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November 14, 1933 - Image 1

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Publication:
The Michigan Daily, 1933-11-14

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I

The Weather

C, r

SiV~r ian

Some snow Tuesday; Wed-
nesday cloudy and colder.

VOL. XLIV No. 44

ANN ARBOR, MICHIGAN, TUESDAY, NOVEMBER 14, 1933

U

a ,. .

Authorities To
Consider Sale
Of Intoxicants
Initial Union Forum For
Year Presents Delano,
Picard, And Angell
Expect Big Crowd
At Liquor Debate
Will Explain Problem Now
Confronting Legislature
On State Ratification
Features of the present general
disagreement as to how the sale of
liquor in the State of Michigan
should be controlled will be publicly
discussed for the first time locally at
the openin Union Forum of the year,
to be held at 7:45 p. m. today in the
Union ballroom.
Frank Picard, chairman of the
State Liquor Control Commission,
Carl Delano, chairman of the legis-
lative sub-committee which drafted
the first bill, and Prof. Robert C. An-
gell of the sociology department,
chairman of the University advisory
committee that went, to Lansing a
short time ago, will be among promi-
nent authorities to appear during the
evening.
One of the largest crowds ever to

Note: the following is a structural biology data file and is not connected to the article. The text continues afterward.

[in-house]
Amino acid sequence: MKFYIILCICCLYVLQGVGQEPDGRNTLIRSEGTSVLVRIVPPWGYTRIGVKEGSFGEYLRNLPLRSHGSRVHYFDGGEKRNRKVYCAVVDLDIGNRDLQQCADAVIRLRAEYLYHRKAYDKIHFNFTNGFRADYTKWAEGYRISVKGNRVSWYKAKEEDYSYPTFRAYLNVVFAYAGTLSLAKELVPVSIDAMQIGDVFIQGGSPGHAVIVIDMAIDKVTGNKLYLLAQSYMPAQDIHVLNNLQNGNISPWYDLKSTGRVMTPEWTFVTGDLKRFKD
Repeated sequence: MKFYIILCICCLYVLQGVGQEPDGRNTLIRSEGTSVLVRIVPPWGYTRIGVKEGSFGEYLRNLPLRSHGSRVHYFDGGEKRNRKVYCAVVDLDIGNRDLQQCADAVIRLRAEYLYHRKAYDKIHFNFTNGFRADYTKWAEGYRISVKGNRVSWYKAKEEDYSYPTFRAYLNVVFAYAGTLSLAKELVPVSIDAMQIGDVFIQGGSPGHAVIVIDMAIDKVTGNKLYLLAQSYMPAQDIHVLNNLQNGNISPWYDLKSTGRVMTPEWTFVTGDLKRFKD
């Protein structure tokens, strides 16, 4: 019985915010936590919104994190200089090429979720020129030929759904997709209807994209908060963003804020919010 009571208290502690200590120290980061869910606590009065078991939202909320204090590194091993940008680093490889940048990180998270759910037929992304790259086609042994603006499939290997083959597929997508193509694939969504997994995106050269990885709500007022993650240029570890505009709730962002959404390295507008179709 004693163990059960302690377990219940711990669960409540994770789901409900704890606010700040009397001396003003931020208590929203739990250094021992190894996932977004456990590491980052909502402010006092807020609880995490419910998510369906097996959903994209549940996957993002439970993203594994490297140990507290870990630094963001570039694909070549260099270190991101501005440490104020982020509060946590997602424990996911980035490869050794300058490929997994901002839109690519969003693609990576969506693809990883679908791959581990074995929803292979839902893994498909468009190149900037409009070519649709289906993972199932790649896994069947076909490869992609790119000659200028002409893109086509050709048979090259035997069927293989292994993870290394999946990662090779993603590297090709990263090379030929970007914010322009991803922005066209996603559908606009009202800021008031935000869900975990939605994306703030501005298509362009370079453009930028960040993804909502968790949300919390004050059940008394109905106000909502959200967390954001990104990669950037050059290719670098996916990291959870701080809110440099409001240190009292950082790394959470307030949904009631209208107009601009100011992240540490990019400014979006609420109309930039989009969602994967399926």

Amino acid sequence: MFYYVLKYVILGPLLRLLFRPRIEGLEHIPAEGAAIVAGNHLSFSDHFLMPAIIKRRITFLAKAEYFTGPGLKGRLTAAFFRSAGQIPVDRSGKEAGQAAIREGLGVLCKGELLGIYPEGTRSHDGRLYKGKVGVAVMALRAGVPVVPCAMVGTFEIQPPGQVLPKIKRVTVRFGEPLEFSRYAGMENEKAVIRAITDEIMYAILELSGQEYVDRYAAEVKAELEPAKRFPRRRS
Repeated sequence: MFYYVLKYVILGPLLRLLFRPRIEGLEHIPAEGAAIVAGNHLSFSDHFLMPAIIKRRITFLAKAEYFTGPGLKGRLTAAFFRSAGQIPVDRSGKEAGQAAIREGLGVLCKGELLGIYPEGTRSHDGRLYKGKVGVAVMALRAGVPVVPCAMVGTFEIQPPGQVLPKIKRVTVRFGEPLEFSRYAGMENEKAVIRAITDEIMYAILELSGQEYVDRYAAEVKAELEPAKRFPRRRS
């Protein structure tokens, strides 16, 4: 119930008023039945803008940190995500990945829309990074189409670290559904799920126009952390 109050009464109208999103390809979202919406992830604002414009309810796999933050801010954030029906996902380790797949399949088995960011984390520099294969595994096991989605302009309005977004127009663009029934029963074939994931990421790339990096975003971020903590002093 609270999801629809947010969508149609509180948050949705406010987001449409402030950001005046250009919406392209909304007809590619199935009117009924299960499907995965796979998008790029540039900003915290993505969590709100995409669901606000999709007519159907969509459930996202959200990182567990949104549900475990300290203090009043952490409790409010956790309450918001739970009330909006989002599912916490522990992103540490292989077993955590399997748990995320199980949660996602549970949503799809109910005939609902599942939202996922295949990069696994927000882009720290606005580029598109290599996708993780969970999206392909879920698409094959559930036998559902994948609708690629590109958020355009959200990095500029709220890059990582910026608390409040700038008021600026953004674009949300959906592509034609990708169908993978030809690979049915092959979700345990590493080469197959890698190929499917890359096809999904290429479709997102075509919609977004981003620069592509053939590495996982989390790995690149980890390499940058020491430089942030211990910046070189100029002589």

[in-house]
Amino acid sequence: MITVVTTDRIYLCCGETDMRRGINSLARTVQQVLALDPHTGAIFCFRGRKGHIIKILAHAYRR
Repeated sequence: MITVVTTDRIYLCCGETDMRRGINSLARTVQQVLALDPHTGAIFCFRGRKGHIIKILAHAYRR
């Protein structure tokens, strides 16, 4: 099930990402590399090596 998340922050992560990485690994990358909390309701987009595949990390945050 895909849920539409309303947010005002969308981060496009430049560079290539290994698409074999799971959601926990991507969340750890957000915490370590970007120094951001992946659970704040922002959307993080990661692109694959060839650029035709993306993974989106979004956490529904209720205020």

attend a similar event here is expect-
ed according to Dexter Goodier, '35, of
of the Union Executive Council, who
is in general charge of the forum.
Professor Angell will act as chair-
man of the meeting and later will
lead the open discussion that will fol-
low the addresses.
Speakers will endeavor to explain
the problem now confronting the
State Legislature regarding the ratifi-
cation of a bill for the State. As the
situation now stands, there are two
bills to be presented for considera-
tion. One, the work of the sub-com-
mittee, closely follows the system of
liquor control in force in Quebec,
which prohibits the sale of all spirits
other than by the bottle from gov-
ernment stores. Both Mr. Picard and
Mr. Delano were members of the
committee that drafted this bill.
The second to be presented will be
the one that was later drawn up by
the legislative council to which the
sub-committee was attached. This
provides more liberal dispensing in
the larger centers of the State.
Following the speeches those pres-
ent will be given an opportunity to
ask questions concerning the details
of the plans as presented.
New Play Will
Be Presented
By Henderson
Edgar Wallace's Mystery
Drama To Be Featured
Here All Next Week
Because of interest in "Dinner at
Eight," Robert Henderson announced
last night that the Dramatic Fes-